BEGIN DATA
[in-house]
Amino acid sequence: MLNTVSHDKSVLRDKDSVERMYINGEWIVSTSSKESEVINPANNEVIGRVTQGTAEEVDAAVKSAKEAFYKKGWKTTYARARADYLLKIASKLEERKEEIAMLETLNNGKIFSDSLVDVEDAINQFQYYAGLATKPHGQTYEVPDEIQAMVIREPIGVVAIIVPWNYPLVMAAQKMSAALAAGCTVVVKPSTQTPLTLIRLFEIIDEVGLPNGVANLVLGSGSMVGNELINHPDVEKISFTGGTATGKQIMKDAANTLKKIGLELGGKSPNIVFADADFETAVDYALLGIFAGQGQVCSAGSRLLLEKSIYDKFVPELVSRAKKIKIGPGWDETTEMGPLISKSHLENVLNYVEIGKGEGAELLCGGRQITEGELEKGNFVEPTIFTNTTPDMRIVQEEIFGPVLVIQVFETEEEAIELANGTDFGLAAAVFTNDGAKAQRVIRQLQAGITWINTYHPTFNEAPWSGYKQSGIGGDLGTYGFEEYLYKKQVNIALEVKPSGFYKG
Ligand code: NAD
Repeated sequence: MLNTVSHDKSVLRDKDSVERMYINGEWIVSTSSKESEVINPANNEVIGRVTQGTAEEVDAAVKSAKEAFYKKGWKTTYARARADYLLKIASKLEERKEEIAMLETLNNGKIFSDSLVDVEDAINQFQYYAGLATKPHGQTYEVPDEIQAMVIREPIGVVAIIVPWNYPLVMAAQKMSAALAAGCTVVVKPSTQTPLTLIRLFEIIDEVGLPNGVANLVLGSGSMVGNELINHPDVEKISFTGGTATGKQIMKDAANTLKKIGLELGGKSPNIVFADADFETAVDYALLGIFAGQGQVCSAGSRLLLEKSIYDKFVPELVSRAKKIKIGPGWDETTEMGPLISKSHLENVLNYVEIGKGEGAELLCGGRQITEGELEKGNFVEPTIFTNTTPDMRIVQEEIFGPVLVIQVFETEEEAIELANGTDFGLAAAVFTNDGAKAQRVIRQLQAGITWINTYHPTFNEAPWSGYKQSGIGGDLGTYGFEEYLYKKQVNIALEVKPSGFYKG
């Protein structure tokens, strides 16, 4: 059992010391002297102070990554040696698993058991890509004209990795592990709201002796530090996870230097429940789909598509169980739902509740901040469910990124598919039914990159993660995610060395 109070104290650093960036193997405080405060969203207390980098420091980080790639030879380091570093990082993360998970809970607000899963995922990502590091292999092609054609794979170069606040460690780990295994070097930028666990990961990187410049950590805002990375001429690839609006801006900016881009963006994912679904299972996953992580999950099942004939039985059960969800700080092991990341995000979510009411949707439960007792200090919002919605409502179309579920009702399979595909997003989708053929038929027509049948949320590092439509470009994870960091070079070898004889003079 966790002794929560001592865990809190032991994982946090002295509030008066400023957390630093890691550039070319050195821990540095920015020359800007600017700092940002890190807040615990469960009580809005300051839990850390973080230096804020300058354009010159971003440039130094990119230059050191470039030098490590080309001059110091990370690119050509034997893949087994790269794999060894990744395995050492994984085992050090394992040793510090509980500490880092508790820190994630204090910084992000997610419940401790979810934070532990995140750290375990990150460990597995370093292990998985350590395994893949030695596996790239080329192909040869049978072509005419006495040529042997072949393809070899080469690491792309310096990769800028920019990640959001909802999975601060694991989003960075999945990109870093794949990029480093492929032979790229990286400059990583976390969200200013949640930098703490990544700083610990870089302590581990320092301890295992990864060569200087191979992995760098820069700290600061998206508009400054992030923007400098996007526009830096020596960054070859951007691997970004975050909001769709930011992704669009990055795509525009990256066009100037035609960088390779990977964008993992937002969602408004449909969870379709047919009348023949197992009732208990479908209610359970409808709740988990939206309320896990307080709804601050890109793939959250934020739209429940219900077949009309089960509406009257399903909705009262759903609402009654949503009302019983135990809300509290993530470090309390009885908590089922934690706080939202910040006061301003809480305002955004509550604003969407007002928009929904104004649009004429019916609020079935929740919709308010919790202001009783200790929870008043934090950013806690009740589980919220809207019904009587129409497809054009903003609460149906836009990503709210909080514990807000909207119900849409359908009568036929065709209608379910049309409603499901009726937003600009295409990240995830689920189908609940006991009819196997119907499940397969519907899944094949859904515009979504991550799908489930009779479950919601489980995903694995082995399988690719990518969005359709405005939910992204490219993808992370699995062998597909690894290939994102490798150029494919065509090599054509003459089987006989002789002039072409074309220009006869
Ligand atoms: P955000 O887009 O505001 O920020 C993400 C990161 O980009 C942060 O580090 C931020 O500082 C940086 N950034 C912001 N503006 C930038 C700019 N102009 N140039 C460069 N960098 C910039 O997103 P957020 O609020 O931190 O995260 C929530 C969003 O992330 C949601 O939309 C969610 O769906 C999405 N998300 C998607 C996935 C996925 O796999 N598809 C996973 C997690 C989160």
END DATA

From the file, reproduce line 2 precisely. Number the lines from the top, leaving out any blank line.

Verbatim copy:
Amino acid sequence: MLNTVSHDKSVLRDKDSVERMYINGEWIVSTSSKESEVINPANNEVIGRVTQGTAEEVDAAVKSAKEAFYKKGWKTTYARARADYLLKIASKLEERKEEIAMLETLNNGKIFSDSLVDVEDAINQFQYYAGLATKPHGQTYEVPDEIQAMVIREPIGVVAIIVPWNYPLVMAAQKMSAALAAGCTVVVKPSTQTPLTLIRLFEIIDEVGLPNGVANLVLGSGSMVGNELINHPDVEKISFTGGTATGKQIMKDAANTLKKIGLELGGKSPNIVFADADFETAVDYALLGIFAGQGQVCSAGSRLLLEKSIYDKFVPELVSRAKKIKIGPGWDETTEMGPLISKSHLENVLNYVEIGKGEGAELLCGGRQITEGELEKGNFVEPTIFTNTTPDMRIVQEEIFGPVLVIQVFETEEEAIELANGTDFGLAAAVFTNDGAKAQRVIRQLQAGITWINTYHPTFNEAPWSGYKQSGIGGDLGTYGFEEYLYKKQVNIALEVKPSGFYKG